• Technology delivering many asynchronistic sources of insight has transformed our ability to analyse vast swathes of open-ended content, including social media data.

  • The arrival of technology-enabled large-scale mass marketing experimentation via Google Ads and Facebook advertising and other platforms able to test product and service ideas at the drop of a hat.

  • The arrival of very professional and powerful (DIY) platforms is/will transform(ing) the relationship between strategy, insight and marketing. This has all led to a democratisation of knowledge - with over one-half of all research now being conducted internally by clients, much of which is at a point of use by strategists and marketers.

We have seen many of the processes and functions hitherto undertaken by humans moved into the hands of the technology, but we are likely to see this enabling role for technology evolve into substitution. One marketing agency pitted Open-AI-powered copywriting software against a team of copywriters to write digital content for clients (Adweek ‘ChatGPT Upends Advertising & Marketing Jobs’). The AI system, paired with a human editor, was “magnitudes more efficient”. There was an 87% reduction in production time. As these systems embed themselves in businesses, the impact will lead to changes in skills profiles (in this case, from content creator to content editor) as well as headcount. Productivity will rise with our ability to now do more with less.

The amount of data our businesses now have access to is mind-boggling. By 2025, there will be 175 zettabytes of data in the global data sphere, up from 44 zettabytes at the beginning of the decade (Source: Seagate & World Economic Forum). This growth of data will not slow; we now have access to so many diverse sources of information that probably only AI has the power to truly extract maximum utility from it.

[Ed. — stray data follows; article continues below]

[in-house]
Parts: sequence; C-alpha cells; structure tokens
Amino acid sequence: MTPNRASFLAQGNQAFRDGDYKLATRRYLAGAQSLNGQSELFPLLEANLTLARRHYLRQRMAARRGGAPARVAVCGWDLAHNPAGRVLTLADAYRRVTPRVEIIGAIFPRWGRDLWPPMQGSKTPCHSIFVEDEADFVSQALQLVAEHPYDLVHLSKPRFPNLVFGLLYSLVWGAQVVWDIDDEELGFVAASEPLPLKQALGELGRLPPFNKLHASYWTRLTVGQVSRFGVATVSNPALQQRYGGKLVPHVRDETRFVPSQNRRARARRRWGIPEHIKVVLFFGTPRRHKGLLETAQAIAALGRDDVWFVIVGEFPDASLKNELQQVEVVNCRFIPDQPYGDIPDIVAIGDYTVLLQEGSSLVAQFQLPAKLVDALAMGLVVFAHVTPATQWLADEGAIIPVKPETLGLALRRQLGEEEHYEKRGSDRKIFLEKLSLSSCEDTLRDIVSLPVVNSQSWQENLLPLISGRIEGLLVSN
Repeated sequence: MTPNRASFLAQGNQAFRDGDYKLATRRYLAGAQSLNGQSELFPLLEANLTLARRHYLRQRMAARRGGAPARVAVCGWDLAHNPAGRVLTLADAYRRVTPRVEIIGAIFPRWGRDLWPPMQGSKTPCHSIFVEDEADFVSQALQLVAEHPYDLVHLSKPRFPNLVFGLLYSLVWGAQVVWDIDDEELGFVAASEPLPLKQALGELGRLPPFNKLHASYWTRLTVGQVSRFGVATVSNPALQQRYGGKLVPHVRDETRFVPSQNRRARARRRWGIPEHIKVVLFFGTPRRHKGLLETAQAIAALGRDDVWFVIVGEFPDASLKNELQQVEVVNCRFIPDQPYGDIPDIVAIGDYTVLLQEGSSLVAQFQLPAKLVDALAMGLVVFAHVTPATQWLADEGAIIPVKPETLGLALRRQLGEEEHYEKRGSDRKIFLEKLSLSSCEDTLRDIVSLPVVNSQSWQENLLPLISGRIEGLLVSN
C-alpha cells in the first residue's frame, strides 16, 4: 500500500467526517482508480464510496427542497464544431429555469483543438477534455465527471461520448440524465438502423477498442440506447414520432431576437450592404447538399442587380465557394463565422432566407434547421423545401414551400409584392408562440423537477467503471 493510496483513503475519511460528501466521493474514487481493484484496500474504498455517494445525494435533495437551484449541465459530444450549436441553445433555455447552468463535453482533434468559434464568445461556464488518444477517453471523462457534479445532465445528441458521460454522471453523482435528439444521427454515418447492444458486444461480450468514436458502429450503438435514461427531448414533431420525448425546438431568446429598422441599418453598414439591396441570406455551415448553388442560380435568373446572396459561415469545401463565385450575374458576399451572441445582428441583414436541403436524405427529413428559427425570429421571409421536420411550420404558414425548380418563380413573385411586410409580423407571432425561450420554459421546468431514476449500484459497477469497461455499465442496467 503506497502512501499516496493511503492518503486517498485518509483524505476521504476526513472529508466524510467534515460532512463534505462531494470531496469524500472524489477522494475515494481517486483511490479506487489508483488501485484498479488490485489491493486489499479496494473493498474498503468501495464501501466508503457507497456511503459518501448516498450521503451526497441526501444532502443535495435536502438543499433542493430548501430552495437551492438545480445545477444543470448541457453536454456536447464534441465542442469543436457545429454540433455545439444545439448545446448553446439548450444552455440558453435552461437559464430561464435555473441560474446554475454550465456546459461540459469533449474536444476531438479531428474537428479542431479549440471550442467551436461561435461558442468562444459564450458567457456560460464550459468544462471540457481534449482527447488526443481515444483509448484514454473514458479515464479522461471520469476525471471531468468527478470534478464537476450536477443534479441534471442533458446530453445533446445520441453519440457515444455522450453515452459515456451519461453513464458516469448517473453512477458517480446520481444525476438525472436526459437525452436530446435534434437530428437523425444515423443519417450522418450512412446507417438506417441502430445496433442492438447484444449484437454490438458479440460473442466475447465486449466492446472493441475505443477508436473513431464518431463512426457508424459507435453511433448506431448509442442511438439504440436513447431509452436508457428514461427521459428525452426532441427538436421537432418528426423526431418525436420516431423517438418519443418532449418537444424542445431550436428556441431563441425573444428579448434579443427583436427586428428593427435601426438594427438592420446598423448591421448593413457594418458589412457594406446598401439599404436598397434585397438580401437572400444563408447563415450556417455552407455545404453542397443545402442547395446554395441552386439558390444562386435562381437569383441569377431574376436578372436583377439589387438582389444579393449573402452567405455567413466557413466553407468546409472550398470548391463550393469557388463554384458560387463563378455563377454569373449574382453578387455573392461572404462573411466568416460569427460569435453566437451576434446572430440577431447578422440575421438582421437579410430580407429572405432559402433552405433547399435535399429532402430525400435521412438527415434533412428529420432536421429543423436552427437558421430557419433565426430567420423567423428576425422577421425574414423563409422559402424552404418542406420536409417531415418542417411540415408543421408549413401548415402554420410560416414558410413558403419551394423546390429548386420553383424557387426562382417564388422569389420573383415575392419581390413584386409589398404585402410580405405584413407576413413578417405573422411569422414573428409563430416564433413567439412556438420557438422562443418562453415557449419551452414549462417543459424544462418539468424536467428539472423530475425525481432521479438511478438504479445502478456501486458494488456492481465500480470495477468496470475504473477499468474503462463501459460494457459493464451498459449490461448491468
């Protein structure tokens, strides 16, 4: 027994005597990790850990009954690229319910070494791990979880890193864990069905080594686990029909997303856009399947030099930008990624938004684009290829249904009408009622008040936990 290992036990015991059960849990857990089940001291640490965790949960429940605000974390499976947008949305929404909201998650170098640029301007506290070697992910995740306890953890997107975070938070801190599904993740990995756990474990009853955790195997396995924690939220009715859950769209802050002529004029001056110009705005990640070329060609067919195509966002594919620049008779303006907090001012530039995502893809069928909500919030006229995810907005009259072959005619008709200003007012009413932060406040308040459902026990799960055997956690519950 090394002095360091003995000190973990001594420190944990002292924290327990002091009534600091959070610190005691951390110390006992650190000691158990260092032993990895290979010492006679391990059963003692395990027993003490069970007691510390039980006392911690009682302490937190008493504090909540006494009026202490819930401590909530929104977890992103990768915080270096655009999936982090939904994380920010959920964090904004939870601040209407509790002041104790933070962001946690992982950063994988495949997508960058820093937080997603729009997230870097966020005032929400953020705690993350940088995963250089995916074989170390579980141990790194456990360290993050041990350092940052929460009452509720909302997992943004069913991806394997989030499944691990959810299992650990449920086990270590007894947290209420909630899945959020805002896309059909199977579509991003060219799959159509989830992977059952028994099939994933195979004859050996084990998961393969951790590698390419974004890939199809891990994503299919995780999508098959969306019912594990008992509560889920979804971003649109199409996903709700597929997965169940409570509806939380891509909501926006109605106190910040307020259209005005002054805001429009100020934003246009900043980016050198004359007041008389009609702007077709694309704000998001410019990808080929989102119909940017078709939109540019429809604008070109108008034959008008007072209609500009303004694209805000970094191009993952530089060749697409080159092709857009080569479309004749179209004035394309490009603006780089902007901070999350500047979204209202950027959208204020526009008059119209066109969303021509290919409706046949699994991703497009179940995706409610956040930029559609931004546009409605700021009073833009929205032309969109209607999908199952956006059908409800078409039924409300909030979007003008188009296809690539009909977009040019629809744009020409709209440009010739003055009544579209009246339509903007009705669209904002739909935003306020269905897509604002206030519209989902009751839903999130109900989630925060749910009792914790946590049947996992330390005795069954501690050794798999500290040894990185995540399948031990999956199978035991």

Advances in AI will be the great leveller, and in what will increasingly become a highly competitive market, agencies will find it difficult to differentiate themselves amidst so much commoditisation. We are already seeing the trend towards agencies now moving away from just focusing on the ‘customer’ towards understanding the overall ‘human experience’. Importantly some insight agencies are now rebranding around this broader human perspective as we find the insight skill set now embracing cultural analysis, business strategy, social psychology and much more. To deliver this holistic view, the hunt is now on for polymaths - renaissance men and women - who see what others cannot see and think what no one else has ever thought. In other words, those who can bring that extra dimension of empathetic insight to the human condition and creative flair – characteristics that keep them ahead of AI.